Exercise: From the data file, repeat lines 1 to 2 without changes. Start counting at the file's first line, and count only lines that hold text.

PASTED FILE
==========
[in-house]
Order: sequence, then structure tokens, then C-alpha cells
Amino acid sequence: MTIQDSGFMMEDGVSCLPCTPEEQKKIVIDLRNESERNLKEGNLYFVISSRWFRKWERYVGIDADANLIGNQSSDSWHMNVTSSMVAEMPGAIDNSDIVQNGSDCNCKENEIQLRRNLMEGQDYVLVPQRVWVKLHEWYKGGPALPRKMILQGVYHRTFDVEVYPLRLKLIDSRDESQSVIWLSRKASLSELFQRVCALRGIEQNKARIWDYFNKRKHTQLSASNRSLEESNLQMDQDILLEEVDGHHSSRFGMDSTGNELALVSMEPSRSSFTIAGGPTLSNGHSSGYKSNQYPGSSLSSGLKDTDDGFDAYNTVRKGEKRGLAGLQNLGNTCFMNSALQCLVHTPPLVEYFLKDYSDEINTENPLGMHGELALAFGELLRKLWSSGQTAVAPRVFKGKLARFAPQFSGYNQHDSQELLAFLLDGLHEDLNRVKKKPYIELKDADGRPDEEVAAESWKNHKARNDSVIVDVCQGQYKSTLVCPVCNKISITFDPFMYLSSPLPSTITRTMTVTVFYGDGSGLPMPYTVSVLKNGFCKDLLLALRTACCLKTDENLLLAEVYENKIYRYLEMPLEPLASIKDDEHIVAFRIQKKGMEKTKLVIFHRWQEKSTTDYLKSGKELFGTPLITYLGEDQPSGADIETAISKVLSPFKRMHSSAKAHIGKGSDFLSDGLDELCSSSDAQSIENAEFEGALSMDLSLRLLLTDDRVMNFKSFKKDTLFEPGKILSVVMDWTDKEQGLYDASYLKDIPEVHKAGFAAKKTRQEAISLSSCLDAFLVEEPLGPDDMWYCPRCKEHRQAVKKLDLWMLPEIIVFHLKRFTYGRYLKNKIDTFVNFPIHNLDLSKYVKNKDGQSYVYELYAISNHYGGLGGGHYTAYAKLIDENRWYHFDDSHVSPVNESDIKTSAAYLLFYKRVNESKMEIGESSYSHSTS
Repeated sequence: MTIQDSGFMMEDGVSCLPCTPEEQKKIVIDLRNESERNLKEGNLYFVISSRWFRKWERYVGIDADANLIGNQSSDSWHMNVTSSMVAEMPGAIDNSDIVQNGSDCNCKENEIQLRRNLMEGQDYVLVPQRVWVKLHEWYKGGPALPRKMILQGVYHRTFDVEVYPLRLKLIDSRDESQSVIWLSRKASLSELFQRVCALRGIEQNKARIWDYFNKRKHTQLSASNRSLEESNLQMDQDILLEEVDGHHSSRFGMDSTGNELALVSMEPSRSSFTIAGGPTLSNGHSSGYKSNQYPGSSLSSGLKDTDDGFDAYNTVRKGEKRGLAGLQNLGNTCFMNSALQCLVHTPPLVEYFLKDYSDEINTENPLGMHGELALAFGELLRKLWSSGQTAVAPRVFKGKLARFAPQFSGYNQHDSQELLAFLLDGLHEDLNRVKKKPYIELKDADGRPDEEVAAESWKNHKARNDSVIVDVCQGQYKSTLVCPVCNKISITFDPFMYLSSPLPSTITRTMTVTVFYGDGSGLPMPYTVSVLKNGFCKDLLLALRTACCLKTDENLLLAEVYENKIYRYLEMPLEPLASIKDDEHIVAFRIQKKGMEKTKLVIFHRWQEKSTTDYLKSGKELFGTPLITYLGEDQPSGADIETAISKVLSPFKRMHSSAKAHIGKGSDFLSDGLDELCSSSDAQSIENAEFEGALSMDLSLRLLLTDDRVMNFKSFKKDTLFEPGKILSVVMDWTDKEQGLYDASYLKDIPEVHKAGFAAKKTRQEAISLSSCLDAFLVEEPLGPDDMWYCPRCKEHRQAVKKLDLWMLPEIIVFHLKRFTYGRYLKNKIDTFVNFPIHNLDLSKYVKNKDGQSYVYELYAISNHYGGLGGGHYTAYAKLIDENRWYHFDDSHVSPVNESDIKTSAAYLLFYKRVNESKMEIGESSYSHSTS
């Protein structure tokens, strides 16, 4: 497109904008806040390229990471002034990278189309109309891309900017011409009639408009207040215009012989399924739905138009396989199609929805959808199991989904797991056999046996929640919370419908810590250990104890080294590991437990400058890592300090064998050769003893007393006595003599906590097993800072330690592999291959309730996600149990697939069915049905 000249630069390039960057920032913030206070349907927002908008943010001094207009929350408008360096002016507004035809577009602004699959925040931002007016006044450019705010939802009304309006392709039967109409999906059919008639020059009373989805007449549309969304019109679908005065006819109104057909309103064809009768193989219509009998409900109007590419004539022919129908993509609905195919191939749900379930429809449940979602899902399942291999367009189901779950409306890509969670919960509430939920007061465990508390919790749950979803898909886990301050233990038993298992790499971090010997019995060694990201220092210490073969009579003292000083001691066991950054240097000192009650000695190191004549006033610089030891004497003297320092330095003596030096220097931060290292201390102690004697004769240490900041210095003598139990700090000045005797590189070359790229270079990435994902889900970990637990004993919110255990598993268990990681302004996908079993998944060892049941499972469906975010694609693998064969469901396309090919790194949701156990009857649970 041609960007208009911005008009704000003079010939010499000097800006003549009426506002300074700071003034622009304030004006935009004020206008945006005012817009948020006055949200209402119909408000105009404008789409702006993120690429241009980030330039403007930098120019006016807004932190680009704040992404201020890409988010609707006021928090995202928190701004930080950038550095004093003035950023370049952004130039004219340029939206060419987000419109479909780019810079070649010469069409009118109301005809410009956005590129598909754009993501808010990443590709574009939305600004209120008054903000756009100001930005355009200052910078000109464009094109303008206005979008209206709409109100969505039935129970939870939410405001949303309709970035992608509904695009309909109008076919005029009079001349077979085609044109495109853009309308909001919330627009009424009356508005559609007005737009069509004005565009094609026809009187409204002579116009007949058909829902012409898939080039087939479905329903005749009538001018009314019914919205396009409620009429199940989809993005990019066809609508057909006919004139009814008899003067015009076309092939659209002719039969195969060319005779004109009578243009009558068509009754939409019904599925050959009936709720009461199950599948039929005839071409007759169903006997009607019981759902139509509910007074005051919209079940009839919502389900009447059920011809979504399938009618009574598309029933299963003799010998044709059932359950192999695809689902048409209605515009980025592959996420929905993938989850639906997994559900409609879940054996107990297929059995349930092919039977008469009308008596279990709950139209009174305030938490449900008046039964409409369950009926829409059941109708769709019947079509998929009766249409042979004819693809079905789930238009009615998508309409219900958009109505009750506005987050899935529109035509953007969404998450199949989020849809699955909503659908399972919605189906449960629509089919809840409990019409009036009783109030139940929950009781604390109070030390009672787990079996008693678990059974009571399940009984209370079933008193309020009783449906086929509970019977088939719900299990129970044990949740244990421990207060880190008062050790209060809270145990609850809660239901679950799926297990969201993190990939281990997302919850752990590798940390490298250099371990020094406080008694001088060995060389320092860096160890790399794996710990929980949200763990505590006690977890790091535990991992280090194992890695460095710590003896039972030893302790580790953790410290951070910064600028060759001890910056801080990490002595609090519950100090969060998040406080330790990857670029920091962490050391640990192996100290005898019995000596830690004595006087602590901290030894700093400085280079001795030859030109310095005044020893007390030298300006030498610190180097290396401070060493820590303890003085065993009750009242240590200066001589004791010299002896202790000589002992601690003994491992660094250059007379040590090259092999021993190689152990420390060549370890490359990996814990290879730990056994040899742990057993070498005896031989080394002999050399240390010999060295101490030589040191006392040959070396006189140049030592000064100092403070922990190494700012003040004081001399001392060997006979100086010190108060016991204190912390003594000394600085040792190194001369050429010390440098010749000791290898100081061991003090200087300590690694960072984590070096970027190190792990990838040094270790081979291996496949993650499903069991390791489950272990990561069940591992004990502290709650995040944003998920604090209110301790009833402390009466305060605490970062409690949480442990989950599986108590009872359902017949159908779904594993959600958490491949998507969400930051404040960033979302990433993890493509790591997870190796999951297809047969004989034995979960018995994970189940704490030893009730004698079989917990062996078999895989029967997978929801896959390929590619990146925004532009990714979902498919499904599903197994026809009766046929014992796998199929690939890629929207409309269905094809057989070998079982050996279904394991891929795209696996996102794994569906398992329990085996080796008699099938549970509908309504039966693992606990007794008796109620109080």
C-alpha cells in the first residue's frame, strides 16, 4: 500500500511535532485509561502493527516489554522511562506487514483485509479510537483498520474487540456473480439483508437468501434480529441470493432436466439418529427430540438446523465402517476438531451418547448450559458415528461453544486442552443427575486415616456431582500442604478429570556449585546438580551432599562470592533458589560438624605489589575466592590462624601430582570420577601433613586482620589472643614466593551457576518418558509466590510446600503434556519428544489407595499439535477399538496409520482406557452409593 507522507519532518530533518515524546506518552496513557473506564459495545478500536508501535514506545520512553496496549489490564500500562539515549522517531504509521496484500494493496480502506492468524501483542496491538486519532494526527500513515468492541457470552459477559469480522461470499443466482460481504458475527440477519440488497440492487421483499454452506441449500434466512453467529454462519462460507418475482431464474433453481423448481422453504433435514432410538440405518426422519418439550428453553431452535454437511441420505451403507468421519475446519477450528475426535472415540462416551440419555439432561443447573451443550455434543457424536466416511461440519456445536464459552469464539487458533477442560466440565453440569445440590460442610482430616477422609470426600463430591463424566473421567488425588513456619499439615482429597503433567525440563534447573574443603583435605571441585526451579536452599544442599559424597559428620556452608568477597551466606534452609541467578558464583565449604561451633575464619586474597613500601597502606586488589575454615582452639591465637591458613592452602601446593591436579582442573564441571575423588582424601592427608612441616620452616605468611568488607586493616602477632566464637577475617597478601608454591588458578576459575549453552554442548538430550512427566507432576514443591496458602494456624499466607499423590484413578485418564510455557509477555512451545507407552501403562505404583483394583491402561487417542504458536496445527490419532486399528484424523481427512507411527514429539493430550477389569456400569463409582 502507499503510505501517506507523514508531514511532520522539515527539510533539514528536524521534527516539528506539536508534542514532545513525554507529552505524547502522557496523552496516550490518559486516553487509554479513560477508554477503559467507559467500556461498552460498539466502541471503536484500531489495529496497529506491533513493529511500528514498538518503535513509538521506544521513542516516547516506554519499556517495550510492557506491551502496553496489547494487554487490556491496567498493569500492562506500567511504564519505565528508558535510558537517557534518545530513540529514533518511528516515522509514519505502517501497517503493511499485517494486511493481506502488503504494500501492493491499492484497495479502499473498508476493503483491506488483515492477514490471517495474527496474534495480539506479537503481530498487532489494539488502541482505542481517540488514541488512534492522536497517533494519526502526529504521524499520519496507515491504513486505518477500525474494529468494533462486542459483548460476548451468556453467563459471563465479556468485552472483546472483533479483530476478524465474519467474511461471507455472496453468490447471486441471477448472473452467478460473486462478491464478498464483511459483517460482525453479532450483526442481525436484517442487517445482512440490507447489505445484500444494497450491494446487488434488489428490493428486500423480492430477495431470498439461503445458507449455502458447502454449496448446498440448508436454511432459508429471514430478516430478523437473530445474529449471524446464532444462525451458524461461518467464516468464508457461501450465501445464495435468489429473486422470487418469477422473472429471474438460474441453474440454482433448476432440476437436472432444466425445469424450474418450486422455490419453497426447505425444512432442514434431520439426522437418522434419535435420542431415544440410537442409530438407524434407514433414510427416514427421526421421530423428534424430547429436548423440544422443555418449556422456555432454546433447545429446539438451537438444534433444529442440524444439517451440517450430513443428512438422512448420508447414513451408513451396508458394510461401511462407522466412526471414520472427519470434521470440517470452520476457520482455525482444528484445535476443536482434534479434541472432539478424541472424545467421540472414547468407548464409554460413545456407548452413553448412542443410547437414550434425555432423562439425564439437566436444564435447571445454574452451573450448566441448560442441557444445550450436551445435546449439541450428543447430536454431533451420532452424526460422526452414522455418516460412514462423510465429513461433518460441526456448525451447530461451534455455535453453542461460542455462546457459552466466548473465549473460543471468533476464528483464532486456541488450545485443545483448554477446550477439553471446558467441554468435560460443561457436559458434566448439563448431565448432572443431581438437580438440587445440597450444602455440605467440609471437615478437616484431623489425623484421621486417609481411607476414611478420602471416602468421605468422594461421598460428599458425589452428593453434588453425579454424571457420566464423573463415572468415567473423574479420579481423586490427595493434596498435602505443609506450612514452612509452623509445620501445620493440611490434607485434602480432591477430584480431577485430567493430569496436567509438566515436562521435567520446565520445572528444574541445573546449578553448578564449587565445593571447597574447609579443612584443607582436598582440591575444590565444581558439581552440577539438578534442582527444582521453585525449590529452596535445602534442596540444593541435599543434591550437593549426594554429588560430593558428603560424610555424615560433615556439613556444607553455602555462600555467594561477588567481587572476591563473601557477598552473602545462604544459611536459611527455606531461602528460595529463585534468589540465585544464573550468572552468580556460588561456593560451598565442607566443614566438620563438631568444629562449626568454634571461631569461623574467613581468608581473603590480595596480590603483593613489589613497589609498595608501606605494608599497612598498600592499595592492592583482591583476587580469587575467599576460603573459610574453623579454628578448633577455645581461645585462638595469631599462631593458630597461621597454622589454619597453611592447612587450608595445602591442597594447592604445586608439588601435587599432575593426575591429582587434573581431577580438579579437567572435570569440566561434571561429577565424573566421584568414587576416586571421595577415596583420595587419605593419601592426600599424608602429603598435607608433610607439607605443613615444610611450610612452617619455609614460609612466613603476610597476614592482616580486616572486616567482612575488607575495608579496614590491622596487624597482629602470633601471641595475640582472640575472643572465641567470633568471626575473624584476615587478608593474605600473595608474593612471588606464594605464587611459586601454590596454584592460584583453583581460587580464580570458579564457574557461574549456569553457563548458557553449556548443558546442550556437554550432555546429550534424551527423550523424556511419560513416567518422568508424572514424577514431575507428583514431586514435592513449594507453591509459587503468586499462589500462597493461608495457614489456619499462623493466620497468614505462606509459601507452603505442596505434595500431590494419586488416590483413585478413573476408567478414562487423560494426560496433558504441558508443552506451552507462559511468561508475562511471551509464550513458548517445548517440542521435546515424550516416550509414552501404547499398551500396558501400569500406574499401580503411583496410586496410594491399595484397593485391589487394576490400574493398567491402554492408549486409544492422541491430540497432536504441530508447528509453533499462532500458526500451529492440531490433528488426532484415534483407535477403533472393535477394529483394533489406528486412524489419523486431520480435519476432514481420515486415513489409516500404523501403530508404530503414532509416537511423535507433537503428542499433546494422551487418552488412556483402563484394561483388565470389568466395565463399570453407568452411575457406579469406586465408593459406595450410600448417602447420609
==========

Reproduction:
[in-house]
Order: sequence, then structure tokens, then C-alpha cells